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Plasmodesmata (PD) are plant-specific intercellular nanopores defined by specialised domains of the plasma membrane (PM) and the endoplasmic reticulum (ER), both of which contain unique proteins, and probably different lipid compositions than the surrounding bulk membranes. The PD membranes form concentric tubules with a minimal outer diameter of only 50 nm, and the central ER strand constricted to ~10-15 nm, representing one of the narrowest stable membrane tubules in nature. This unique membrane architecture poses many biophysical, structural and functional questions. PM continuity across PD raises the question as to how a locally confined membrane site is established and maintained at PD. There is increasing evidence that the PM within PD may be enriched in membrane ‘rafts’ or TET web domains. Lipid rafts often function as signalling platforms, in line with the emerging view of PD as central players in plant defense responses. Lipid-lipid immiscibility could also provide a mechanism for membrane sub- compartmentalisation at PD. Intricate connections of the PM to the wall and the underlying cytoskeleton and ER may anchor the specialised domains locally. The ER within PD is even more strongly modified. Its extreme curvature suggests that it is stabilised by densely packed proteins, potentially members of the reticulon family that tubulate the cortical ER. The diameter of the constricted ER within PD is similar to membrane stalks in dynamin-mediated membrane fission during endocytosis and may need to be stabilised against spontaneous rupture. The function of this extreme membrane constriction, and the reasons why the ER is connected between plant cells remain unknown. Whilst the technically challenging search for the protein components of PD is ongoing, there has been significant recent progress in research on biological membranes that could benefit our understanding of PD function. With this Research Topic, we therefore aim to bring together researchers in the PD field and those in related areas, such as membrane biophysics, membrane composition and fluidity, protein-lipid interactions, lateral membrane heterogeneity, lipid rafts, membrane curvature, and membrane fusion/fission.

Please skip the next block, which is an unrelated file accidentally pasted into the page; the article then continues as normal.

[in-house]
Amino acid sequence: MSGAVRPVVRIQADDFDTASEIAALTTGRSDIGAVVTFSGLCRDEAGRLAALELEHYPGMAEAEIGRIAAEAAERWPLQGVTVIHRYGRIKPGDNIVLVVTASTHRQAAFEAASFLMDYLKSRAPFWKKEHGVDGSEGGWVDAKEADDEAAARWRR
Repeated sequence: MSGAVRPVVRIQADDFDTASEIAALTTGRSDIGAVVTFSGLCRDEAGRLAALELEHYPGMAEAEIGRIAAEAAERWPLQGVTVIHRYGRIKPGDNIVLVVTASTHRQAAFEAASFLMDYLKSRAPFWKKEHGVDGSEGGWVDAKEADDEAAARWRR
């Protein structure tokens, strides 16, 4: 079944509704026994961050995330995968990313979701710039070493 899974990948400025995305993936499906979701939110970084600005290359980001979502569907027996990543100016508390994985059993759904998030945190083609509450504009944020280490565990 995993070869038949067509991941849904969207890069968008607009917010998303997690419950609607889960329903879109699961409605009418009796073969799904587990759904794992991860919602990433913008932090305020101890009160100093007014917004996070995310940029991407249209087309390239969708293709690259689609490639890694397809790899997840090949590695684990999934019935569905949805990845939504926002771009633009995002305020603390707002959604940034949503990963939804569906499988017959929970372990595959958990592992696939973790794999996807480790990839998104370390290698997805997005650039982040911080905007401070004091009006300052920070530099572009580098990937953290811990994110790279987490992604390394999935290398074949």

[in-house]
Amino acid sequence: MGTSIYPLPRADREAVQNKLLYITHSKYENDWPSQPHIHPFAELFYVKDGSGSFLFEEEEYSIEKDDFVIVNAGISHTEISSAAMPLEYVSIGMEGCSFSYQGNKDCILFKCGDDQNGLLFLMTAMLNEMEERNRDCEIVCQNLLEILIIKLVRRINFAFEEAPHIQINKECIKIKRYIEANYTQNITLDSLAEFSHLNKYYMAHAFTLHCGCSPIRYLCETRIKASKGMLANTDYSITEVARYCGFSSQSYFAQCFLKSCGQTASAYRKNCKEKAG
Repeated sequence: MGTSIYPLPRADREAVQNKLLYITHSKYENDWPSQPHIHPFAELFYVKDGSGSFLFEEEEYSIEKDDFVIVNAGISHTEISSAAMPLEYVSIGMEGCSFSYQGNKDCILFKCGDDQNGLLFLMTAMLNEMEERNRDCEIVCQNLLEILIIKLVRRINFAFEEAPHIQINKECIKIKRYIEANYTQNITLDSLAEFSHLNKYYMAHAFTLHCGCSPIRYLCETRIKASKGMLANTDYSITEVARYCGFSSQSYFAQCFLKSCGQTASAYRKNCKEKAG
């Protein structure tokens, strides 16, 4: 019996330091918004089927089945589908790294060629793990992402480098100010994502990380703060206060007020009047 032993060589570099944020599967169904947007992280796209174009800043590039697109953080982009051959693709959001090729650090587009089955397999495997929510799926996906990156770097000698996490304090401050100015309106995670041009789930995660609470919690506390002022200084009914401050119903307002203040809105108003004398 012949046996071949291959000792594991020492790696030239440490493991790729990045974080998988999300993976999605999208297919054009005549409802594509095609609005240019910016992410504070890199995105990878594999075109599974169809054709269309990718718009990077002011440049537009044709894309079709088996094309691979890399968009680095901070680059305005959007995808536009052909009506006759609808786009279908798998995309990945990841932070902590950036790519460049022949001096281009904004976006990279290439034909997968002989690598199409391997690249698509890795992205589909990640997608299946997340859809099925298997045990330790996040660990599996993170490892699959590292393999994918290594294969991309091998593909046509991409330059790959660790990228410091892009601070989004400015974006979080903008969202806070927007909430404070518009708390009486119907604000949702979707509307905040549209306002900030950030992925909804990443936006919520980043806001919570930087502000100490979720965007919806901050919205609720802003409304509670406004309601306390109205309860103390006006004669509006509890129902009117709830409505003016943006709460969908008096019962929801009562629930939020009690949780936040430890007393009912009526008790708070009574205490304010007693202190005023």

Astrocytic-neuronal-astrocytic Pathway Selection for Formation and Degradation of Glutamate/GABA

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Book Series: Frontiers Research Topics ISSN: 16648714 ISBN: 9782889192434 Year: Pages: 168 DOI: 10.3389/978-2-88919-243-4 Language: English
Publisher: Frontiers Media SA
Subject: Science (General) --- Biology --- Medicine (General) --- Internal medicine
Added to DOAB on : 2015-11-16 15:44:59
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Endocrinological research early recognized the importance of intercellular interactions and realized the importance of glutamatergic and GABAergic signaling. In turn this signalling depends on elaborate interactions between astrocytes and neurons, without which neurons would be unable to produce, reuse and metabolize transmitter glutamate and GABA. Details of these subjects are described in this Research Topic by key investigators in this field. It focuses on the intricate and extremely swift pathway producing these amino acid transmitters from glucose in brain but also discusses difficulties in determining expression of some of the necessary genes in astrocytes and related processes in pancreatic islets. However, it does not discuss how closely associated astrocytes and neurons are anatomically, enabling these interactions. This is elegantly shown in this cover image, kindly provided by Professor Andreas Reichenbach (University of Leipzig, Germany).